@C. Fred: You hit the nail right on the head. If Reed had cited or does cite an interview with a Church leader, that would be the primary source to his secondary claim. I believe that if Reed had wanted to, he could include such an interview without violating the WP regulations you cited. That he has not done so raises red flags for me. When PBS put out the documentary "The Mormons", it included words from church leaders on the relevant subjects. I doubt very much that this documentary violated WP:UNDUE. Indeed, it would have been unbalanced and biased for PBS to treat the subject without input from Church leaders. Now Reed has made this outlandish claim in his book that is backed up by neither a quote from an early Church leader nor a modern perspective on this claim. Either would satisfy me. At any rate, this source has been pushed by Reed in spite of WP:SELF. I don't care much about who in the scholarly world has endorsed him. Without a statement from a Church leader to the effect that this information is accurate, I cannot in good conscience support its inclusion. In my position as a WP editor, I will always err on the side of accuracy, because I want to make sure that only the very best, most accurate information is included in WP articles. And at the moment, I cannot in good conscience say I believe Michael Reed's book is accurate because he has not provided evidence to substantiate this belief. I hope that clarifies my position. --Jgstokes (talk) 22:40, 16 December 2013 (UTC)
Are we really going to have to engage in a wp:verifiability, not truth/wp:truth, not verifiability discussion here? -- 208.81.184.4 (talk) 22:58, 16 December 2013 (UTC)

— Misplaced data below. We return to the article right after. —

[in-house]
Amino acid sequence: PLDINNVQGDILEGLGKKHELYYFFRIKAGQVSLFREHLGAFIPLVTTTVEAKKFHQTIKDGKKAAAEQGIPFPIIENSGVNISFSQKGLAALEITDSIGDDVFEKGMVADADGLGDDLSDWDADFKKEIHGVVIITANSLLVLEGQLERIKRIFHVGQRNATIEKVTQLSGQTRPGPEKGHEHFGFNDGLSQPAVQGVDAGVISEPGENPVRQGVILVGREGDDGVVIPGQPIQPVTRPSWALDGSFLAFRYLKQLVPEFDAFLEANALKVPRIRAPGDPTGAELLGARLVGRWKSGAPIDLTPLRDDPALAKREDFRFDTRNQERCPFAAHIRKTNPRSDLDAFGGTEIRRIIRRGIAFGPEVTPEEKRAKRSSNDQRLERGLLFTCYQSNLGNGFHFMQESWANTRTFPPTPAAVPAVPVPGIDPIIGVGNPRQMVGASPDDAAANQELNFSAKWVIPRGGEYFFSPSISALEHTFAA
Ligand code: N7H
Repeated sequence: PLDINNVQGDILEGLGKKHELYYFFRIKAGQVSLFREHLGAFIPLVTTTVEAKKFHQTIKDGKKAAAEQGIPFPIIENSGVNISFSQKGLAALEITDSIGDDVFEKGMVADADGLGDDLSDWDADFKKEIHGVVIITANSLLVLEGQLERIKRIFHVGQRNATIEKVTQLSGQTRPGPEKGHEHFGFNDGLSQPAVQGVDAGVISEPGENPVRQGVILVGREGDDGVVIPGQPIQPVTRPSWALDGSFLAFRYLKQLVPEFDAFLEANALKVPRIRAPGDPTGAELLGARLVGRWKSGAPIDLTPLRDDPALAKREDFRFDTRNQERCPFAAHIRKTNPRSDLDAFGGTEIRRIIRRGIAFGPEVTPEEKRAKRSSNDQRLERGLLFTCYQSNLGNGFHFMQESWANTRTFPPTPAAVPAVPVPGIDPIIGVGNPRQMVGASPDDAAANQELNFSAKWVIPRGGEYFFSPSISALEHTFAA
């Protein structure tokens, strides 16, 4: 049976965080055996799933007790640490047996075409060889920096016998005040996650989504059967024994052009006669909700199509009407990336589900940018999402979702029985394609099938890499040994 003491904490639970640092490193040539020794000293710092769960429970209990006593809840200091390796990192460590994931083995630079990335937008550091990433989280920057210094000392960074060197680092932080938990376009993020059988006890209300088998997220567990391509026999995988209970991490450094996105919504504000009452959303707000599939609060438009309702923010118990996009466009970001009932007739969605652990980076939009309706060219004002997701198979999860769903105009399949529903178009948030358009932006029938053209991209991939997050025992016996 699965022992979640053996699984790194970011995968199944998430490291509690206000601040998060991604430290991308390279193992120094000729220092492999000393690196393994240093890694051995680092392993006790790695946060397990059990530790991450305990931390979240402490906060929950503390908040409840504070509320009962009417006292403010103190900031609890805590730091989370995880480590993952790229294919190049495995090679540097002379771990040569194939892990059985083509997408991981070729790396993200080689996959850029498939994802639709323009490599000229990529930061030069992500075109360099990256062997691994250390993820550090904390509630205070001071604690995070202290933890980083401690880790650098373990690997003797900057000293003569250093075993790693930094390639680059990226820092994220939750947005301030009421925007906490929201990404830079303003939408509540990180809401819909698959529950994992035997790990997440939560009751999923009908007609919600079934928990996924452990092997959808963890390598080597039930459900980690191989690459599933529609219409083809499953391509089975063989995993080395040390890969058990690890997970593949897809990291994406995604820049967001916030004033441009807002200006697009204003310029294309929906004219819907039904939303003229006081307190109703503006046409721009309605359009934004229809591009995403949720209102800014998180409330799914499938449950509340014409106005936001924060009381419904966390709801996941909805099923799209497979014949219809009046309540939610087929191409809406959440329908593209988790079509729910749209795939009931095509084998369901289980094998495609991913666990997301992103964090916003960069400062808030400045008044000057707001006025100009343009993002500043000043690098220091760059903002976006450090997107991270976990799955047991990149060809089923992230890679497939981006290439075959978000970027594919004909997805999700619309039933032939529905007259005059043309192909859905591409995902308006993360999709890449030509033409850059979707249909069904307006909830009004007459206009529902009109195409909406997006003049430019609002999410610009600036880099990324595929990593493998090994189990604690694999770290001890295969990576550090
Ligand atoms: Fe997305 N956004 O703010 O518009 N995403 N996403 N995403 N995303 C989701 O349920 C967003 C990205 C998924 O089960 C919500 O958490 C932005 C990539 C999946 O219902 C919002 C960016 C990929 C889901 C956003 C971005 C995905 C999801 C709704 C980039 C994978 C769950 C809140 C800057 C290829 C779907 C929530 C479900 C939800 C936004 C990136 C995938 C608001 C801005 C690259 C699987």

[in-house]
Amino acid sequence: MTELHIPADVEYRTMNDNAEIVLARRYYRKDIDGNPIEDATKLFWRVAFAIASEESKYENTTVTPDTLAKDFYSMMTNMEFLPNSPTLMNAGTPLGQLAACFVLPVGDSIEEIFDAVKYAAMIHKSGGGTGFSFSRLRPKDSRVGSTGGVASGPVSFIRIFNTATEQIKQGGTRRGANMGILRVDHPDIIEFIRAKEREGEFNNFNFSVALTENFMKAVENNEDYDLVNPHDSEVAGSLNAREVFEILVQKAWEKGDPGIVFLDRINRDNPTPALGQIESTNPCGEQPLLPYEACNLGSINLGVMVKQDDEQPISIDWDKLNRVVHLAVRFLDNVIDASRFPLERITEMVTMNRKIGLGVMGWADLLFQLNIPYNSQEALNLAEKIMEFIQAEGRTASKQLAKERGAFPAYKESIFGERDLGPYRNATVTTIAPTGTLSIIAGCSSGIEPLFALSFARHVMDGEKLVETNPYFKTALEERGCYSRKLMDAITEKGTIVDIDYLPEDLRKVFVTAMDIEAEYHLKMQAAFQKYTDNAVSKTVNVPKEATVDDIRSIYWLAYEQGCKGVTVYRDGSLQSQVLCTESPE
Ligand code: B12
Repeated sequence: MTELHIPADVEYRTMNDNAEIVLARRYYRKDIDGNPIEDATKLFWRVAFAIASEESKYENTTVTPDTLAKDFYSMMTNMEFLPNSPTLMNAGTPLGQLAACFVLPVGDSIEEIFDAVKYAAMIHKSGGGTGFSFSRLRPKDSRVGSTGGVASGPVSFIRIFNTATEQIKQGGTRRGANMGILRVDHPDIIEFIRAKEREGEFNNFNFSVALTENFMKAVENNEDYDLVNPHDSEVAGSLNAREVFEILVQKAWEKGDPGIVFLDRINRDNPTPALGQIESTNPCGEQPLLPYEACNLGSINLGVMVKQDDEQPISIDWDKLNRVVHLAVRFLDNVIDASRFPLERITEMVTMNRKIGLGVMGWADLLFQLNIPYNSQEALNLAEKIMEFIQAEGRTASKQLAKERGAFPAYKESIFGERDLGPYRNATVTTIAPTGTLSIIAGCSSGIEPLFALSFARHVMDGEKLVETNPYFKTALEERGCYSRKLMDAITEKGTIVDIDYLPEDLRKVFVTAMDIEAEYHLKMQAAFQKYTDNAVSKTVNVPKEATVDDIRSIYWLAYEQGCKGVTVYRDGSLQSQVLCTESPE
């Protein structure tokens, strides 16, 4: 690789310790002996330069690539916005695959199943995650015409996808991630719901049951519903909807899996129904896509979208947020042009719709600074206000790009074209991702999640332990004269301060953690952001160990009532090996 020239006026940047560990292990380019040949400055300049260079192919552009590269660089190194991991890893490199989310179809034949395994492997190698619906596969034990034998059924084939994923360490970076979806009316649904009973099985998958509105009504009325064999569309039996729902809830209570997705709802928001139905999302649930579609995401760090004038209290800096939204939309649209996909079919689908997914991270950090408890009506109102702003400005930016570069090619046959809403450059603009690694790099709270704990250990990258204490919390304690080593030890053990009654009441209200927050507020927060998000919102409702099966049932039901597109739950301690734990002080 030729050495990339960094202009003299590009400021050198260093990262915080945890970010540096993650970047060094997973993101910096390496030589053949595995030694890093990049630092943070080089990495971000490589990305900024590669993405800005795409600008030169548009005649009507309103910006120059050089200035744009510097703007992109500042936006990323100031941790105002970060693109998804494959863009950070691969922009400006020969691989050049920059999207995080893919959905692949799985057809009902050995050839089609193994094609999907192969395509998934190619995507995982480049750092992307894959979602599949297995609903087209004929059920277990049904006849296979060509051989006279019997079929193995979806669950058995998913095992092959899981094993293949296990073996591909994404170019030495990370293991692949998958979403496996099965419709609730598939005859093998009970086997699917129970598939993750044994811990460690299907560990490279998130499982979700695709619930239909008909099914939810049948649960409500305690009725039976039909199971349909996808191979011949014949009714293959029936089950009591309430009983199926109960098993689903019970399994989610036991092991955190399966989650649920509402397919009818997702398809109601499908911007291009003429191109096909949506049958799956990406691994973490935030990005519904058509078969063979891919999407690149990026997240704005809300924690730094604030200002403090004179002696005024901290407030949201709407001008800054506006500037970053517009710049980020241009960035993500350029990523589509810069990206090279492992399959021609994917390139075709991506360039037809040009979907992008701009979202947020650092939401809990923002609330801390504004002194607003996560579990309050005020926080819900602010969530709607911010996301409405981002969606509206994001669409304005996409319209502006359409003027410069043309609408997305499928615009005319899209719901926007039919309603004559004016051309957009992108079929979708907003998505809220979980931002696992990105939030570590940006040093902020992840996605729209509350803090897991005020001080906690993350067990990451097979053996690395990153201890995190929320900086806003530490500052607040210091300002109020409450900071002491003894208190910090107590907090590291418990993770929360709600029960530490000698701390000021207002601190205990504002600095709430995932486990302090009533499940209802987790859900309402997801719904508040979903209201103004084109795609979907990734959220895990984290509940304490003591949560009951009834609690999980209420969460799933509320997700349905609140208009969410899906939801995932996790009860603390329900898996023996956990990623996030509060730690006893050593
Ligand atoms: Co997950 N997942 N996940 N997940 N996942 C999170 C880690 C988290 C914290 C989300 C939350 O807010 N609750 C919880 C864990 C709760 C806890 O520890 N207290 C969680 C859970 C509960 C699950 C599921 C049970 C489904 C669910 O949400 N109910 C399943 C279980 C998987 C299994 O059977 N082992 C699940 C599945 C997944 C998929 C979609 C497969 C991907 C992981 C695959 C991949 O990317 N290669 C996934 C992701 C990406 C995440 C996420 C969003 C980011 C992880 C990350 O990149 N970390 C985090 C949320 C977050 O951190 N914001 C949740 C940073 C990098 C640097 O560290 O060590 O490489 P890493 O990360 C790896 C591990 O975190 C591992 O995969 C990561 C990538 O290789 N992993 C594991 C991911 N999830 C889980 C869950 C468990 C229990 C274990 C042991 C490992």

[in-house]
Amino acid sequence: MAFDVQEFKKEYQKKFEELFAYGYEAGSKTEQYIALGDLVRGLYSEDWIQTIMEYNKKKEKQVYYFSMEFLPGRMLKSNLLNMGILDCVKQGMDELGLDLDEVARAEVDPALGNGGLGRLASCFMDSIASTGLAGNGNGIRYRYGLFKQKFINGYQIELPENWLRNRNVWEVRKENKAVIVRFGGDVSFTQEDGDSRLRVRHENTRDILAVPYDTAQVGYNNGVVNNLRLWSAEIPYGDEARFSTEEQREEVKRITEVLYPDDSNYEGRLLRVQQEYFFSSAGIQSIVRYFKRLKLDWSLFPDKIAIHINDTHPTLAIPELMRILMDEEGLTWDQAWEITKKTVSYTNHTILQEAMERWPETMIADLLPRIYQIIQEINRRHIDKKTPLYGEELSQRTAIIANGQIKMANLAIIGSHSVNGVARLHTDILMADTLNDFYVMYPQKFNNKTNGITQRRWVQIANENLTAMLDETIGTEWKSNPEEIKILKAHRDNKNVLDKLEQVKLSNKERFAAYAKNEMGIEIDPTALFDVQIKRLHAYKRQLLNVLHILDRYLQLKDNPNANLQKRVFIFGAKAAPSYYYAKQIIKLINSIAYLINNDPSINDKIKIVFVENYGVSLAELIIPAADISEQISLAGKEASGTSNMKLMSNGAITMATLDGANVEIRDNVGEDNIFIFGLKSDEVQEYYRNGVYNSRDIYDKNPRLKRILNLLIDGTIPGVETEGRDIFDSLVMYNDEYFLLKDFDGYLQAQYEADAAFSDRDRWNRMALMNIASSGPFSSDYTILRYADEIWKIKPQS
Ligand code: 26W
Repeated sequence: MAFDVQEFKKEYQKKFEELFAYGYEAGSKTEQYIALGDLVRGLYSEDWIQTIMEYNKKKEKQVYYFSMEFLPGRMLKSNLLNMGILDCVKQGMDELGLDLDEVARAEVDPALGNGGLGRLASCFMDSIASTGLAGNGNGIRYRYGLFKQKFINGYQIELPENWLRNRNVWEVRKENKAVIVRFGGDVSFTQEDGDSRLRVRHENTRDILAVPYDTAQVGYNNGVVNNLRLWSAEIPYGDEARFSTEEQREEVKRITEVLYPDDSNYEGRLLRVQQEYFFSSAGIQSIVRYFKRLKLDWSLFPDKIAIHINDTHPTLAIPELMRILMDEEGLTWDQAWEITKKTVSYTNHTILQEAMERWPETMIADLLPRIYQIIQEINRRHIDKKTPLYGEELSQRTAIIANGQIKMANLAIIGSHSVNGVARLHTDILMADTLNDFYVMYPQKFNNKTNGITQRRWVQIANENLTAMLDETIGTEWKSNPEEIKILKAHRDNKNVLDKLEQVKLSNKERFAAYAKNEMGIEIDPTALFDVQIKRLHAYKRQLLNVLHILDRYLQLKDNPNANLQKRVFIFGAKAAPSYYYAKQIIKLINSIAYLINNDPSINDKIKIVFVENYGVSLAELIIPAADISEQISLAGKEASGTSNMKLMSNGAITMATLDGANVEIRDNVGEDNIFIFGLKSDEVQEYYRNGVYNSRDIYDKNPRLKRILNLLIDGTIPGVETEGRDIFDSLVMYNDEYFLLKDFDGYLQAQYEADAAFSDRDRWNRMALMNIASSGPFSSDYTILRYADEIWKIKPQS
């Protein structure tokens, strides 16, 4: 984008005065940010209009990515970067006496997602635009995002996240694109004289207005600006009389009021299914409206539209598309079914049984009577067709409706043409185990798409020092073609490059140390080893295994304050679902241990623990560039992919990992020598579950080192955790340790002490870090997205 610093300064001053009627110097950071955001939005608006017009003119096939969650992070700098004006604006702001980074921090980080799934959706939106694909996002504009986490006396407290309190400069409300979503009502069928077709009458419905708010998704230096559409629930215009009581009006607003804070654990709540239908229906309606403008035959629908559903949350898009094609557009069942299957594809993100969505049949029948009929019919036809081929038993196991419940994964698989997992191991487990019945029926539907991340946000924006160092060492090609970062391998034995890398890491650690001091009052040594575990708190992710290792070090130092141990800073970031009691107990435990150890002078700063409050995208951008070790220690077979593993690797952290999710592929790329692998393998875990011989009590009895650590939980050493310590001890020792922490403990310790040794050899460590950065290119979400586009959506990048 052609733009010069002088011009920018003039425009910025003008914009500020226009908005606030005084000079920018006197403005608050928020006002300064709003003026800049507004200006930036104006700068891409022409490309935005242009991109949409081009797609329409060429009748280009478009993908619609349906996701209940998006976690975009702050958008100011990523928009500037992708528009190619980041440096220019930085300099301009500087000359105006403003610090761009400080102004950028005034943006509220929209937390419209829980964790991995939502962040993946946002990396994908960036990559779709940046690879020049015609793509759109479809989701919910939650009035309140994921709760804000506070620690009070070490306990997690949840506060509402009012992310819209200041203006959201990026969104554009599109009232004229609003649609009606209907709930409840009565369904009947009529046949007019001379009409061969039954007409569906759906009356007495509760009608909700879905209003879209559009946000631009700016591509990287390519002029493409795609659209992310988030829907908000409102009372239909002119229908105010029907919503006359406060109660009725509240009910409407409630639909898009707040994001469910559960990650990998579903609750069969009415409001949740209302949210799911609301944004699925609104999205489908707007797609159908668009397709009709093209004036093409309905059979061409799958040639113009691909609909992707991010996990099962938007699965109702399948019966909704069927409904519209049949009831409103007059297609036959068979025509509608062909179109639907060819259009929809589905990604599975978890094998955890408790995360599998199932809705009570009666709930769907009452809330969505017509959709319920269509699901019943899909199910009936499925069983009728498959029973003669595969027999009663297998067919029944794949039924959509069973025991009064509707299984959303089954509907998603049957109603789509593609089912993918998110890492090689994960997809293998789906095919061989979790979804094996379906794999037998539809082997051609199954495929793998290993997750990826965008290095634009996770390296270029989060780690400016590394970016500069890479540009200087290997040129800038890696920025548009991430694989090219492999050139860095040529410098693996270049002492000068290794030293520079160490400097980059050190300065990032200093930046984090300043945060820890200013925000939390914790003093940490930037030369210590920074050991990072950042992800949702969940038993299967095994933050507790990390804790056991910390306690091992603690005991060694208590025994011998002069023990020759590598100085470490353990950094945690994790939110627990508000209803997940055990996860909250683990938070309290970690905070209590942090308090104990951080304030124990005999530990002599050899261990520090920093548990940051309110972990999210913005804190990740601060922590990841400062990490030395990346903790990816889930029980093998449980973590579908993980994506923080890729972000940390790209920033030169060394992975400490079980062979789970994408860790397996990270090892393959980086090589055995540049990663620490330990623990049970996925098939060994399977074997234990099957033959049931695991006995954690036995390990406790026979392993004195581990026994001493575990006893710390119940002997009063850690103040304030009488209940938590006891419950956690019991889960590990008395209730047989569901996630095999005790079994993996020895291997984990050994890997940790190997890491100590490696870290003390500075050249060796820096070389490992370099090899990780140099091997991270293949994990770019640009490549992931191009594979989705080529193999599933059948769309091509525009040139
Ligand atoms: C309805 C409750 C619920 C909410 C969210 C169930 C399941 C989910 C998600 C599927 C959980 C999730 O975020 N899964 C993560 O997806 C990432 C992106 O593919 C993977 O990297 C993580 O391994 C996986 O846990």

Jgstokes. You are welcome to read my book. My book (which is published by a small but respected religious studies association) quotes several Church authorities from their own Journals even. This is ridiculous that you are demanding such things. If we would to follow your demands and apply them to all wikipedia articles, we'd end up gutting most entries of their sources cited. Here is an experiment for you: List three books (outside of Church publication or correlation) in the last ten years that Church leaders have officially endorsed. BTW... did you also know that I was asked to donate a copy of my MA thesis (which is expanded as my book) to the LDS Church History Library? That doesn't matter to you either, does it?Michael Reed 1975 (talk) 17:57, 20 December 2013 (UTC)
What you call ridiculous, other editors and myself call perfectly reasonable. I happen to know that ChristensenMJ agrees that my request is very reasonable. Admittedly, though, none of us expect you to do it. The only reason for making such a request in this case is that the information you are trying to incorporate into this article is not corroborated by any general authority as far as I can tell. I could write a book claiming that Joseph Smith wasn't actually martyred, but without evidence to back that claim, it would not be considered reliable according to WP standards. Why should I consider special treatment for your book? Each claim must be backed up by a reputable source, and I have trouble believing that your source is reputable. I have no intention of reading something that is claimed to be true but is actually false. As for the "experiment", any book that Church leaders have cited could be said to be endorsed by them. I am not looking for Church leaders to endorse your book. If I ever conveyed that notion, I apologize. What I do want is one source, any source, from any Church leader, past or present, that would prove what you claim in the book, that the symbol of the cross was initially accepted by the LDS leadership and populace. The fact that I have thrice offered this challenge and you have not even attempted to satisfy my conditions tells me that you are only interested in seeing your own work cited in this article, and have little or no regard for what is true. That violates WP:SELF, WP:CITE, and WP:VERIFIABILITY, to name just a few. So instead of trying to convince me to read something I never will read, why don't you take my challenge and search for a primary source that will verify your secondary claims? I think that would be the fair thing. Happy hunting! --Jgstokes (talk) 00:35, 21 December 2013 (UTC)
The above note overstates my view or opinion. If one reads back through comments I have made on this topic and its related issues, they reflect that the primary interest has been in adhering to WP principles or guidelines. ChristensenMJ (talk) 02:51, 21 December 2013 (UTC)